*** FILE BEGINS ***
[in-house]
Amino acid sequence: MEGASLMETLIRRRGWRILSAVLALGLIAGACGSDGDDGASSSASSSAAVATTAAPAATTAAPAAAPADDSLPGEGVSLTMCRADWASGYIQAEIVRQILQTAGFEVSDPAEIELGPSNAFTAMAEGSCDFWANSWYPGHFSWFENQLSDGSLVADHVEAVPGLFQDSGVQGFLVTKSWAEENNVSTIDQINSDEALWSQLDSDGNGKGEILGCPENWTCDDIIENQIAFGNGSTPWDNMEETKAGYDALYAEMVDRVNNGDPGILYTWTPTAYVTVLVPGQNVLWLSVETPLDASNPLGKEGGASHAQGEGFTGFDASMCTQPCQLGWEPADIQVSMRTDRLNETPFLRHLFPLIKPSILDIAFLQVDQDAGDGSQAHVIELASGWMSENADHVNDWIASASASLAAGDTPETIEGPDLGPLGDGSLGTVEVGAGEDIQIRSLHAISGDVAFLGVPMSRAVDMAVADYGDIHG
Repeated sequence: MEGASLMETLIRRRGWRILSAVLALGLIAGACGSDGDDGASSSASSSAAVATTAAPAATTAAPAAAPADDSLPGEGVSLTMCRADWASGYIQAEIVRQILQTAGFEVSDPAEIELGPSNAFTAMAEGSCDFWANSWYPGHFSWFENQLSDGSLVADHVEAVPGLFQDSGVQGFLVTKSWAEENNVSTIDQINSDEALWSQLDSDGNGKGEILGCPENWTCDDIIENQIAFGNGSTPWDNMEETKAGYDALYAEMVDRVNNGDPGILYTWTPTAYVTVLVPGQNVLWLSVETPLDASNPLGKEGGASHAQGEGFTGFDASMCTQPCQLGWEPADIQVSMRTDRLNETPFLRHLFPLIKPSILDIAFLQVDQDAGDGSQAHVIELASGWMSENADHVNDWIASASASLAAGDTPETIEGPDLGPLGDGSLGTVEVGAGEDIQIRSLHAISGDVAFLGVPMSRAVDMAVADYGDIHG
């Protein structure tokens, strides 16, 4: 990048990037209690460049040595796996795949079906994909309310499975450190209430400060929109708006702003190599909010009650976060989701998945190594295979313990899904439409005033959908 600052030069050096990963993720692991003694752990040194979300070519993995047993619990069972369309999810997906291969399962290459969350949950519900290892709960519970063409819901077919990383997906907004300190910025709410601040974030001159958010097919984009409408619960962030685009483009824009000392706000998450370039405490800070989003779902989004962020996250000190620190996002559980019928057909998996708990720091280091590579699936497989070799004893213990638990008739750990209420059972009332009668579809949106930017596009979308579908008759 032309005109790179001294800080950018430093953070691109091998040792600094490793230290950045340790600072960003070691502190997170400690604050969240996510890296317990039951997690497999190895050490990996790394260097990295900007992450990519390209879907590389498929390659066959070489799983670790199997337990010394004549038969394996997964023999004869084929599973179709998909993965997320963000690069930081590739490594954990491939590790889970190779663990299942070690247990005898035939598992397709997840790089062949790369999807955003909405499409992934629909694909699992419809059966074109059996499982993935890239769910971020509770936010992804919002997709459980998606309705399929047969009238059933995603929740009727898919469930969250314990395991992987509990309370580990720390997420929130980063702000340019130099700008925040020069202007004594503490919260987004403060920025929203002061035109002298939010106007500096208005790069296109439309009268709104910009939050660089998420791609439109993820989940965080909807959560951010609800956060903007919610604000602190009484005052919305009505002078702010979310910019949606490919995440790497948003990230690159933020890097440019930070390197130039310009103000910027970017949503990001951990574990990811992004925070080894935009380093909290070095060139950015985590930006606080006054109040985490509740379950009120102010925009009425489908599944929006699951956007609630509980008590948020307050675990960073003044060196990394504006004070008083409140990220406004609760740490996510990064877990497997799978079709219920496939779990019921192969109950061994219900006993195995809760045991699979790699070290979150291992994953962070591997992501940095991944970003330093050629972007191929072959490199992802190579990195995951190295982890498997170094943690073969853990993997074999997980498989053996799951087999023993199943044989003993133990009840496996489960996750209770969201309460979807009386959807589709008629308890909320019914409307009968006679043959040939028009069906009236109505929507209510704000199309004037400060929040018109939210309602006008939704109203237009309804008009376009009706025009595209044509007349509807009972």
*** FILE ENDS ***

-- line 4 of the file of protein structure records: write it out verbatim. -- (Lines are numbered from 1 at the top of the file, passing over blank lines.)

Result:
């Protein structure tokens, strides 16, 4: 990048990037209690460049040595796996795949079906994909309310499975450190209430400060929109708006702003190599909010009650976060989701998945190594295979313990899904439409005033959908 600052030069050096990963993720692991003694752990040194979300070519993995047993619990069972369309999810997906291969399962290459969350949950519900290892709960519970063409819901077919990383997906907004300190910025709410601040974030001159958010097919984009409408619960962030685009483009824009000392706000998450370039405490800070989003779902989004962020996250000190620190996002559980019928057909998996708990720091280091590579699936497989070799004893213990638990008739750990209420059972009332009668579809949106930017596009979308579908008759 032309005109790179001294800080950018430093953070691109091998040792600094490793230290950045340790600072960003070691502190997170400690604050969240996510890296317990039951997690497999190895050490990996790394260097990295900007992450990519390209879907590389498929390659066959070489799983670790199997337990010394004549038969394996997964023999004869084929599973179709998909993965997320963000690069930081590739490594954990491939590790889970190779663990299942070690247990005898035939598992397709997840790089062949790369999807955003909405499409992934629909694909699992419809059966074109059996499982993935890239769910971020509770936010992804919002997709459980998606309705399929047969009238059933995603929740009727898919469930969250314990395991992987509990309370580990720390997420929130980063702000340019130099700008925040020069202007004594503490919260987004403060920025929203002061035109002298939010106007500096208005790069296109439309009268709104910009939050660089998420791609439109993820989940965080909807959560951010609800956060903007919610604000602190009484005052919305009505002078702010979310910019949606490919995440790497948003990230690159933020890097440019930070390197130039310009103000910027970017949503990001951990574990990811992004925070080894935009380093909290070095060139950015985590930006606080006054109040985490509740379950009120102010925009009425489908599944929006699951956007609630509980008590948020307050675990960073003044060196990394504006004070008083409140990220406004609760740490996510990064877990497997799978079709219920496939779990019921192969109950061994219900006993195995809760045991699979790699070290979150291992994953962070591997992501940095991944970003330093050629972007191929072959490199992802190579990195995951190295982890498997170094943690073969853990993997074999997980498989053996799951087999023993199943044989003993133990009840496996489960996750209770969201309460979807009386959807589709008629308890909320019914409307009968006679043959040939028009069906009236109505929507209510704000199309004037400060929040018109939210309602006008939704109203237009309804008009376009009706025009595209044509007349509807009972």